A possible goal: non ridere, non lugere, neque detestari, sed intelligere (not to laugh, to cry, or to condemn, but to understand). From Baruch Spinoza, Tractatus Theologico-Politicus.
From something that happened earlier today: It’s funny but kind of stupid when a timed pop-up ad gets in the way of a timed display ad on a web page. If I were one of those clever smarty-pants web writers who’s always talking about things that happen on the web, I might try to work up an essay about this. Continue reading
A long writing project has occupied me for much of this weekend. Hence no brilliant, probing, and thoughtful post today—nor any other kind either, except for a few quick notes.
On Friday night, a friend and I saw the new science-fiction film Arrival. Our capsule judgment is that it’s not bad, but it’s not very good either. It seems at times to want to be a Terence Malick film but misses, and it accomplishes too little in the time it occupies. However, I highly recommend the story on which it’s based, “Story of Your Life,” by Ted Chiang, first published in 1998 (and when you read it, pay attention to the verb tenses). Continue reading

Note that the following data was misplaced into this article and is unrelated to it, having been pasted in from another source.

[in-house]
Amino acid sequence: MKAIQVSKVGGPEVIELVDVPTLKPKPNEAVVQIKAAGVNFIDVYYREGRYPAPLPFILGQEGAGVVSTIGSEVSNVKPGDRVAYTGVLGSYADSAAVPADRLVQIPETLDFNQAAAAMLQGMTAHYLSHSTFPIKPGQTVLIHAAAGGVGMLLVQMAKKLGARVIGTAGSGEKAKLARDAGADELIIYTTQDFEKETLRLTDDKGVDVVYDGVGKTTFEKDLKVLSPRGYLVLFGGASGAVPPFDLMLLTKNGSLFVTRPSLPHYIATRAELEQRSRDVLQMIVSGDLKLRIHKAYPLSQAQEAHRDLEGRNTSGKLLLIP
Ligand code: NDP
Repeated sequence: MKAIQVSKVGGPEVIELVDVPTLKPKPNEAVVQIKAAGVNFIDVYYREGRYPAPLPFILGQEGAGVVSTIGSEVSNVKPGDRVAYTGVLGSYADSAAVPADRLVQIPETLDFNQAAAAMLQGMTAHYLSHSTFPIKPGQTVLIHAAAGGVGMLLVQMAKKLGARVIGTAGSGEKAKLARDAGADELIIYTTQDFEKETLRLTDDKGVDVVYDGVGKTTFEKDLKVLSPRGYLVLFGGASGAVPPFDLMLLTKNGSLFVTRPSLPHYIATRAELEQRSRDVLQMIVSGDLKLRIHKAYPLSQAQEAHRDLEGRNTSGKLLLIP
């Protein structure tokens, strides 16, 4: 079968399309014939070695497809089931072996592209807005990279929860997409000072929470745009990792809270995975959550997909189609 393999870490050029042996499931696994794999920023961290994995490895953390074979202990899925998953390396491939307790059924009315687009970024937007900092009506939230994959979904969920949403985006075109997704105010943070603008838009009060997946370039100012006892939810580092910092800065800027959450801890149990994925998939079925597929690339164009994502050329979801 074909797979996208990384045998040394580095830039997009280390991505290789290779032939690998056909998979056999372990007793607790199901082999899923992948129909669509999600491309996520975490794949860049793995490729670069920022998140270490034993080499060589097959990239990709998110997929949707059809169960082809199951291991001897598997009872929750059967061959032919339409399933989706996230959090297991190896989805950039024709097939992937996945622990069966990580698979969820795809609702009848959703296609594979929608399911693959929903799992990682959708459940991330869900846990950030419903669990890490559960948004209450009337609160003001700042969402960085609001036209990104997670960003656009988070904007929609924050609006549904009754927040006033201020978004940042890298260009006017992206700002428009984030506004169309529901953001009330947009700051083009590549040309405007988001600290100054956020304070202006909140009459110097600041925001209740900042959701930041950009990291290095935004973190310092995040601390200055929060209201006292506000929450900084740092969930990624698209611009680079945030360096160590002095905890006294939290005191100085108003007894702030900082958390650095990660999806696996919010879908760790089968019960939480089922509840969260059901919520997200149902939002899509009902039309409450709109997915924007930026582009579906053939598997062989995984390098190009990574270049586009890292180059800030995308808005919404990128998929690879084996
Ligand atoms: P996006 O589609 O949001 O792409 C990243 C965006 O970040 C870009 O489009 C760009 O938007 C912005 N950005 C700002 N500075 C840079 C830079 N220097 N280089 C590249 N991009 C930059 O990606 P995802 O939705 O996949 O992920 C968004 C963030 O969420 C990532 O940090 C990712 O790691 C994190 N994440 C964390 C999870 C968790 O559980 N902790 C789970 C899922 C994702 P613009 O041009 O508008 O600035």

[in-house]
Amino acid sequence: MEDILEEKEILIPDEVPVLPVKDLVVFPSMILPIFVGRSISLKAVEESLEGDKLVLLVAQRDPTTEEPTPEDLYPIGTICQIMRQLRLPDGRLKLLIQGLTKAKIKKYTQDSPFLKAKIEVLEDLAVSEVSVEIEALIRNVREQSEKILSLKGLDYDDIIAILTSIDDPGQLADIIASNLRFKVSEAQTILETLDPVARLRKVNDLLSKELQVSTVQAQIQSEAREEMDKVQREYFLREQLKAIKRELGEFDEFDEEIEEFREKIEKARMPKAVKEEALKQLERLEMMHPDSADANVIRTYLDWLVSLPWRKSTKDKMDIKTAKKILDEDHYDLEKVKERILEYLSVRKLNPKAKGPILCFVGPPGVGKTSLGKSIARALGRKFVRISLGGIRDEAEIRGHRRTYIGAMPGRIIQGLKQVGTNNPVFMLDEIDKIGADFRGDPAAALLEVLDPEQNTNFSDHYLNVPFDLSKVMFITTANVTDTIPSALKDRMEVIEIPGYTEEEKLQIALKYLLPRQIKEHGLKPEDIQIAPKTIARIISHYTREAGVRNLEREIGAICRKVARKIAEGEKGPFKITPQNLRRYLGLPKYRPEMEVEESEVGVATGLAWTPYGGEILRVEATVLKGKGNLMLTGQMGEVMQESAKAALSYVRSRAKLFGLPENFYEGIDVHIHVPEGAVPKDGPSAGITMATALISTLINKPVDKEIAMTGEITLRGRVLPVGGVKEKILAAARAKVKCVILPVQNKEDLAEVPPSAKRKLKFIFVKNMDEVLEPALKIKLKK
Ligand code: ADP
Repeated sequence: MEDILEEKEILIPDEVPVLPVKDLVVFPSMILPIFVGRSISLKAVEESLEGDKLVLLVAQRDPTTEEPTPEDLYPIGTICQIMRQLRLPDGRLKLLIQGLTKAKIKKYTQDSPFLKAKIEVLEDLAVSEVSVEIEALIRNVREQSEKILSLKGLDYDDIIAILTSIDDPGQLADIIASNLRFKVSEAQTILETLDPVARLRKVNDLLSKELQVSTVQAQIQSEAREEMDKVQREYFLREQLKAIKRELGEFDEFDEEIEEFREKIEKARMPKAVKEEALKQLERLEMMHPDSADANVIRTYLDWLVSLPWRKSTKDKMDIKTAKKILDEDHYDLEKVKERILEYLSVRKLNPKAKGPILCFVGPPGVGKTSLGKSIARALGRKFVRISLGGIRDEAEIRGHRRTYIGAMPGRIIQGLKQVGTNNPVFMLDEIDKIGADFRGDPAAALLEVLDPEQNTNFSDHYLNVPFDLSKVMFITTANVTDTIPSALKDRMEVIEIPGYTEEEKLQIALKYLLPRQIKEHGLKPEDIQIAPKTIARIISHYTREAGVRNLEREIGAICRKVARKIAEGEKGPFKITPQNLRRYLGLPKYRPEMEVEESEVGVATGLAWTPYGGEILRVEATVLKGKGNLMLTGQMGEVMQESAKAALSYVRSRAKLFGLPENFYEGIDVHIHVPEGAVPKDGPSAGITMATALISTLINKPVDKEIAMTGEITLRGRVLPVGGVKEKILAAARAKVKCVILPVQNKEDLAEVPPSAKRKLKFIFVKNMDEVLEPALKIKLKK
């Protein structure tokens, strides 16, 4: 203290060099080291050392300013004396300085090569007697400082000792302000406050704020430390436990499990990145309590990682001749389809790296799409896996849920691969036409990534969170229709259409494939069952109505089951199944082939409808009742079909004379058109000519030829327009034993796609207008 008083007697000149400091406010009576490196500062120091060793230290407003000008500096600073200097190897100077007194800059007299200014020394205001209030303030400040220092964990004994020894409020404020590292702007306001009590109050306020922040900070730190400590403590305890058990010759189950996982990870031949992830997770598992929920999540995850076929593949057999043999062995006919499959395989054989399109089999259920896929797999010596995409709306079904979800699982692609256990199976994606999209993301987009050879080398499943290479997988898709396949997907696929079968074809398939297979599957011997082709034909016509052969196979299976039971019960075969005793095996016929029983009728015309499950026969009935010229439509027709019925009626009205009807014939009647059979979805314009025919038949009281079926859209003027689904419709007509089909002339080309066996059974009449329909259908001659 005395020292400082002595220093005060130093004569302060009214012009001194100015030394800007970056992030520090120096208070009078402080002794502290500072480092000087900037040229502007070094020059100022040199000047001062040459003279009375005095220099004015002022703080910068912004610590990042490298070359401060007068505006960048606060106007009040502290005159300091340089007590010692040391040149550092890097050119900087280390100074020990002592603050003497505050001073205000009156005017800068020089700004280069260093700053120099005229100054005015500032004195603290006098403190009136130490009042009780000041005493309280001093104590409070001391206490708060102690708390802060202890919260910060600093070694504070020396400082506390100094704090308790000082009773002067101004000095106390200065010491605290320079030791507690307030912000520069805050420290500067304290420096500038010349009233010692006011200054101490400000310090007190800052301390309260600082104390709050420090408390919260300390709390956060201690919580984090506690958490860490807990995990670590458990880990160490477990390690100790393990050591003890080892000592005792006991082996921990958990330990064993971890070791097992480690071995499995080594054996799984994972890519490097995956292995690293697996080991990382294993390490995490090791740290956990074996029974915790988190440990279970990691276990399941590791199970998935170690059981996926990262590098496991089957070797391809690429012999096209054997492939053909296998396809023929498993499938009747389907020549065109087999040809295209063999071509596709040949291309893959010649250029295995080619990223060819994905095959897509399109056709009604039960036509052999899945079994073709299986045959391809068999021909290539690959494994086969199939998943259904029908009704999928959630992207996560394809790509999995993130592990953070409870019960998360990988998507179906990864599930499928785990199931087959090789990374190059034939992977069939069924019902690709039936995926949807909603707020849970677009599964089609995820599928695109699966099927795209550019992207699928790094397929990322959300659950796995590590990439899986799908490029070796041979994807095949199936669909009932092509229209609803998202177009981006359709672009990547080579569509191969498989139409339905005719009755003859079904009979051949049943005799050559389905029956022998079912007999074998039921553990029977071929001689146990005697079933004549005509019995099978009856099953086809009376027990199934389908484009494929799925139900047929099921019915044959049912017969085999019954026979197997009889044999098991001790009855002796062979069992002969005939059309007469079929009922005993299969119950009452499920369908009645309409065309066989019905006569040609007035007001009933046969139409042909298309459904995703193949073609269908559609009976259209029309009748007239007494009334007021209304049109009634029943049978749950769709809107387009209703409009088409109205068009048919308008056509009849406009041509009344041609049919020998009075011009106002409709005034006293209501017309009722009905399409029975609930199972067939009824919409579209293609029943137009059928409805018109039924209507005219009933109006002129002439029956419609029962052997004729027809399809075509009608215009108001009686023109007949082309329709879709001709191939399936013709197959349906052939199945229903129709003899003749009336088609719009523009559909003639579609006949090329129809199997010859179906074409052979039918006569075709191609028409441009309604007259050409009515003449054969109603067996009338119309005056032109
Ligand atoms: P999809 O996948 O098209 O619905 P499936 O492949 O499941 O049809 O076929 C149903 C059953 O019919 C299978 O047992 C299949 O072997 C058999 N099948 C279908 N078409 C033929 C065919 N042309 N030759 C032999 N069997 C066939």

In the ars gratia artis view, works of art are their own end and shouldn’t serve any external purpose, but most of us use art all the time. J. S. Bach composed a piece of music, now known as the Goldberg Variations, that was reportedly meant to occupy the restless mind of a patron while he tried to get to sleep. More recently, composer Max Richter (whom I wrote about here) crafted an eight-hour-long project called Sleep, which is meant to be heard while sleeping. Continue reading
Jimmy Smits and Alan Alda, from the live debate in Season Seven of The West Wing (photo courtesy of Mitchell Haddad/NBC)